Late into Dahl

I shall make a confession that any self-confessed bookworm would be ashamed of: until a few months ago, I was ignoring Roald Dahl.

As a child, I remember reading James and the Giant Peach after my mum bought me a copy and I enjoyed watching the original film adaptation of Charlie and the Chocolate Factory. But otherwise, my childhood was pretty much Dahl-free. He who has been dubbed as the world’s greatest storyteller did not get any space on my bookshelf. I guess there were too many other writers to enjoy and too many other classics to to devote my time to.

This changed in the summer of 2017 when I found myself staying near a branch of Waterstones. As in most bookshops, there was a small section reserved for Roald Dahl’s books and I found myself drawn to new large and colour editions of his best known books, just smaller than A4 in size and printed in glossy paper. Quentin Blake’s popular illustrations looked superb in colour. What greatly added to the books’ appeal was that a few of them came with CDs attached at the back with narrations of the novels by well known actors, complete with music and sound effects.

I bought a copy of The BFG and Charlie and the Chocolate Factory, and thus begun my love story with Roald Dahl. I went back to Waterstones several times that summer. I just had to buy the other titles in the series. I bought them one by one and two by two, and pre-ordered online those which were not yet published in the new edition. For those who did not come with CDs, I bought the audio separately. To date, 17 titles have been published:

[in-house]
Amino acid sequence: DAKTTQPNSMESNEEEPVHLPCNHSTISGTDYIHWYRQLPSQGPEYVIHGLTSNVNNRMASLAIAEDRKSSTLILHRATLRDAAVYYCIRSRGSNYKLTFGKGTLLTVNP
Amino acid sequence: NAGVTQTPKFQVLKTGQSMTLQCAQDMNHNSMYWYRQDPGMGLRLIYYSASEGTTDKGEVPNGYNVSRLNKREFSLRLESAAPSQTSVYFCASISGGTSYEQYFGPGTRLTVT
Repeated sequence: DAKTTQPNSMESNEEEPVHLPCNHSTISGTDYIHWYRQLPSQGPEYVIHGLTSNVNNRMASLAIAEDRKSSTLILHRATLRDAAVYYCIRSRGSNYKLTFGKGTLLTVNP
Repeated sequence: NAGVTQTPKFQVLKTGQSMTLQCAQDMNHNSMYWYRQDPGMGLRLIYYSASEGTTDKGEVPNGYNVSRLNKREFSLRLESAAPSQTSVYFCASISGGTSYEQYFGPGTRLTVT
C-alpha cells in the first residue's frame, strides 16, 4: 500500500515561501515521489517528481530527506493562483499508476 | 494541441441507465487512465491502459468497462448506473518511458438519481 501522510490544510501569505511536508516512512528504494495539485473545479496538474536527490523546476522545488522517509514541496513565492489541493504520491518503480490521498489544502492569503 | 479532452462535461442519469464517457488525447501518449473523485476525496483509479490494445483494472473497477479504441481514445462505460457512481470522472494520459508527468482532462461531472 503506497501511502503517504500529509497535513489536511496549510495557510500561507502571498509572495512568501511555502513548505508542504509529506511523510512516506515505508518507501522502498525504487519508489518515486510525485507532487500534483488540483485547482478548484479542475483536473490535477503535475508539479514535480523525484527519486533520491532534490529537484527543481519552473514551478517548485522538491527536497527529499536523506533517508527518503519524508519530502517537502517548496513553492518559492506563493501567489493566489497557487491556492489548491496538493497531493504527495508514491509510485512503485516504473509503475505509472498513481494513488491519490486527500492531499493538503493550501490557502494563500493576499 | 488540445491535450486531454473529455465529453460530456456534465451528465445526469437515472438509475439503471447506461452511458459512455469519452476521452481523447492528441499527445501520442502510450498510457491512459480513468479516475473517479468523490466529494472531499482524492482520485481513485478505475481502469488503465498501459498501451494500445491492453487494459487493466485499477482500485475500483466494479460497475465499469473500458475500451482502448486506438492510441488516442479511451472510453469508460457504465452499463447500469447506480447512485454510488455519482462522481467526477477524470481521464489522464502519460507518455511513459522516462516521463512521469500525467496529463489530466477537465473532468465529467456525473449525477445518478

• Charlie and the Great Glass Elevator (read by Douglas Hodge)
  • Charlie and the Chocolate Factory (read by Douglas Hodge)
  • Danny, the Champion of the World (read by Peter Serafinowicz)
  • The Enormous Crocodile (read by Stephen Fry)
  • Fantastic Mr Fox (read by Chris O’Dowd)
  • George’s Marvellous Medicine (read Derek Jacobi)
  • The Giraffe and the Pelly and Me (read by Hugh Laurie)
  • Esio Trot (read by Quentin Blake)
  • James and the Giant Peach (read by Julian Rhind-Tutt)
  • The Magic Finger (read by Kate Winslet)
  • The Minpins (read by Bill Bailey)
  • Revolting Rhymes (read by Stephen Mangan, Tamsin Grieg and Miriam Margolyes)
  • Dirty Beasts (read by Stephen Mangan, Tamsin Grieg and Miriam Margolyes)
  • The Twits (read by Richard Ayoade)
  • The Witches (read by Miranda Richardson)
  • Matilda (read by Kate Winslet)
  • The Big Friendly Giant (read by David Walliams)

They are wonderful books to collect. The bright covers and spines look beautiful on the shelves. They are a joy to look at and a pleasure to read and listen to. I am officially a Roald Dahl fan. Better late than never.

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